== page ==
Those of you who know me may know that I have a keen interest in genetics and love to do research on my own family history. I've even had my DNA tested so I would have a better understanding of where my ancestors originally may have come from. So it may not come as a surprise that I've more recently been wondering about the ancestry of the almond since I use them so much in our recipes. We nod our head and say, "Why California of course!" since California supplies 80% of overseas demand and virtually 100% of domestic supply but if you did say California you would be wrong! It turns out these little tasty and healthy beauties may have originated in the Mediterranean. We see them referenced in early Greek medical texts, and described in Italy as the nuptial nut since they were wrapped in tulle and given in wedding ceremonies. Explorers ate almonds while traveling the Silk Road between the Mediterranean, and central and eastern Asia. Before long, almond trees were found in many different cultures, from Asia to Persia and beyond.
Our American Almond story begins with Franciscan Friars who first brought the almond tree seeds from Spain to California in the mid-18th century and by the late 20th century, almonds were firmly established in the Sacramento and San Joaquin areas of California’s Central Valley. Almond trees take nearly 5 years to produce fruit and live for an average of 25 years!
Now here is the little surprise I have for you in a nutshell. Did you know that the almond is not a member of the nut family at all but rather a member of the stone fruit family and most closely related to the peach?! Cousins also include cherries, plums and nectarines! So does that make it a nutty fruit or a fruity nut?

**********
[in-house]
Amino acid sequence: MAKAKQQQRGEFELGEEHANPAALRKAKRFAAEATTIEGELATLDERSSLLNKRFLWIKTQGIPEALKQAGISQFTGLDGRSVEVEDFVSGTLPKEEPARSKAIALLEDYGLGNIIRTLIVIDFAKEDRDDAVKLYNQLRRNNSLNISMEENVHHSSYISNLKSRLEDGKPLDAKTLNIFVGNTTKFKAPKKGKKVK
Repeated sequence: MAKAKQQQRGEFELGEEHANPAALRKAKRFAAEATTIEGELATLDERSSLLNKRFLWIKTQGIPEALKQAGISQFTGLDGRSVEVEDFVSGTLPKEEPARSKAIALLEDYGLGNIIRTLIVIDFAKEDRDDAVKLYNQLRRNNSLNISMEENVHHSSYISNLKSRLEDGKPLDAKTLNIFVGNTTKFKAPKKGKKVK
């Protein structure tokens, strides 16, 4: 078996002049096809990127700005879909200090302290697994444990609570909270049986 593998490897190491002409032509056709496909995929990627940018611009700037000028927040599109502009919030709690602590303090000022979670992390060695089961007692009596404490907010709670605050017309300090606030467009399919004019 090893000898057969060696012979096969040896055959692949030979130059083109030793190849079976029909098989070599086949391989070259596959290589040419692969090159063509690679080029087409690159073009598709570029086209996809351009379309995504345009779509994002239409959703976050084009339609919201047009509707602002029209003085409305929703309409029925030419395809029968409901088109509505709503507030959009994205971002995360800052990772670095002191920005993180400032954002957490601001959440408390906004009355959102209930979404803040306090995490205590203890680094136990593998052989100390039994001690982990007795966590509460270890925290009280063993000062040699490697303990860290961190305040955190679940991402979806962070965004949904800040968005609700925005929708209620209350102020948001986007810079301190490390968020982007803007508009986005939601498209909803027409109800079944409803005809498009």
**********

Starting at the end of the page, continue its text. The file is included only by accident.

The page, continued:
And here's more! Inside the pit of the peach, lies a bitter almond- it looks like an almond and when crushed smells like an almond (don't eat it because it could make you sick until you cook it) but guess what- when you steep it with liquid this pit gives you a deeper flavor of almond with a touch of peach- extraordinary!
Almond trees have to be bee pollinated so at least 2 varieties grown in close proximity to each other are required. In California one of the biggest orchestrated annual bee pollinations takes place in February at Blue Diamond Orchards. Bees from all over the country are shipped in just to pollinate them!
The almond fruit lays claim to many health benefits and I'll get into some of those on my next blog post. Meanwhile I hope you all enjoyed your celebration of America's 244th birthday!